Valuing goodwill and rebranding

When it comes to dissolving a long-term business partnership, you may need to consider areas such as valuing goodwill and rebranding.

When setting up a partnership, it is wise to not just enter into an informal one but to come to a clear agreement, and this includes covering what might happen in the event of the partnership coming to an end. To minimise disputes, ensure that the following are made clear when forming a business partnership:

  • when the partnership starts and how long it will last
  • who the partners are
  • how partners can leave
  • if a partner leaves, what happens to his/her capital

Follow the law

If you do not have an agreement laying out what should happen if the partnership were to dissolve, you are obliged to follow the law as set out in the Partnership Act 1890.

“It’s an old piece of legislation, but it is still the law. The Partnership Act states that if you havenÂ’t agreed how long a partnership is going to be in writing, then you can dissolve it on notice,” explains Graeme Jump, a managing partner specialising in partnership law at solicitors Mace and Jones.

Putting a price on goodwill

As Jump explains, goodwill is the difference between the value of tangible assets and the price someone may pay for the business. But it can be incredibly hard to put a value on it – and more so if the business is at an end.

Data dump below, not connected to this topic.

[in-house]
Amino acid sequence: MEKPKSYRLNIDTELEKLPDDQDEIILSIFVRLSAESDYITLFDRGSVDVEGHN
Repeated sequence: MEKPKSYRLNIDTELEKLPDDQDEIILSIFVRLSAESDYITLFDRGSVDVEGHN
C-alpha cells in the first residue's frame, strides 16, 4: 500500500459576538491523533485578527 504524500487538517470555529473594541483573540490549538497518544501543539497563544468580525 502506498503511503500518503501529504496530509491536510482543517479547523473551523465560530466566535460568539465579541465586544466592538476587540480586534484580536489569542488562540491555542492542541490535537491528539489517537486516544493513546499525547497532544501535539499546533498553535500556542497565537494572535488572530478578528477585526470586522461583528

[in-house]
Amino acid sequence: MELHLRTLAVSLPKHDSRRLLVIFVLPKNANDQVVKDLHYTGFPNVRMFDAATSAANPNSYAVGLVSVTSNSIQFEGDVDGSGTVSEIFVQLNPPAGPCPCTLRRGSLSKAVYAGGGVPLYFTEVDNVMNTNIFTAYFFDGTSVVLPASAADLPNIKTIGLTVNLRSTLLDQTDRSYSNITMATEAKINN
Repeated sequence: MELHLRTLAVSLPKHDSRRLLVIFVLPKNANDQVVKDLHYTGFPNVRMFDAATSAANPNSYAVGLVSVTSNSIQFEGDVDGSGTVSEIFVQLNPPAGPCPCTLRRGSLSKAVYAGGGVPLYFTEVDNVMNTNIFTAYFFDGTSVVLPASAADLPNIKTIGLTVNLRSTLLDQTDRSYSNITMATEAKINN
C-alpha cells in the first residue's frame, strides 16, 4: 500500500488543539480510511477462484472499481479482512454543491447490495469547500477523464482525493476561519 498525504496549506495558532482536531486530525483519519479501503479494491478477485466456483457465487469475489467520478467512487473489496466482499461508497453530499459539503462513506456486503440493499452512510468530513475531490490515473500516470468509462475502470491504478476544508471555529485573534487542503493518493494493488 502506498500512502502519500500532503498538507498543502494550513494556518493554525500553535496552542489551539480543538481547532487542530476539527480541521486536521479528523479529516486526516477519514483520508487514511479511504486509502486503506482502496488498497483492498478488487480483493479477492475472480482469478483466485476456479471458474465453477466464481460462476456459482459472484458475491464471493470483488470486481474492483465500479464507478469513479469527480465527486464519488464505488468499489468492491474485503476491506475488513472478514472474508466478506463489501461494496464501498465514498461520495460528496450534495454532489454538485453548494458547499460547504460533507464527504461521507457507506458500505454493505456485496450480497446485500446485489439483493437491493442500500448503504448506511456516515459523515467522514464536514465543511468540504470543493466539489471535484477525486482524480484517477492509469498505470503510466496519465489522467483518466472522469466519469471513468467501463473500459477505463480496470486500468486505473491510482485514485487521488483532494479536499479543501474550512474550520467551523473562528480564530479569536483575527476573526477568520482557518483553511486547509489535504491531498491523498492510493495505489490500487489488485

“If you are dissolving a partnership, you value the goodwill in much the same way as you would in an ongoing business. But if the business is at an end, the goodwill may be less than in an ongoing one. It can be depressed as the partners are going their separate ways,” he continues.

To help ascertain the worth, look at the physical assets attached to goodwill. For example, consider who is likely to pay money to use the name, who is likely to want your customer lists – even telephone numbers can be important, particularly for small businesses, where personal contacts can be valued higher than in a bigger business.

“Goodwill can be a very mercurial thing – it can be worth a lot, or worth nothing, so there is great difficulty in valuing it,” affirms Jump.

Rebranding the business

You may choose to rebrand the business, but Jump says you are perfectly entitled to use the same name, as goodwill is attached to it. But as a precautionary measure, make sure you have the right to use it.

Alastair Campbell, founder of The Ideal Marketing Company, which offers marketing and PR for small businesses, recommends the following:

“Do not go for anything too trendy. Trends come and go but the core values of your company shouldn’t. Decide what your company stands for, such as quality, traditional values or old-fashioned service. Decide how you want to be seen by customers (such as dependable and reliable) and then decide how to reflect that in your branding.”

He also believes you should spend time deciding what you want your message to be and if you are using a design company, be sure to give a thorough briefing covering what you want to achieve.

“Don’t accept something because they give it a fancy name or make it sound impressive. At the end of the day, you are the one who is going to have to live with it day in day out for ten years or more,” warns Campbell.

Ben Lobel

Ben Lobel

Ben Lobel was the editor of from 2010 to 2018. He specialises in writing for start-up and scale-up companies in the areas of finance, marketing and HR.

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Business Partnerships

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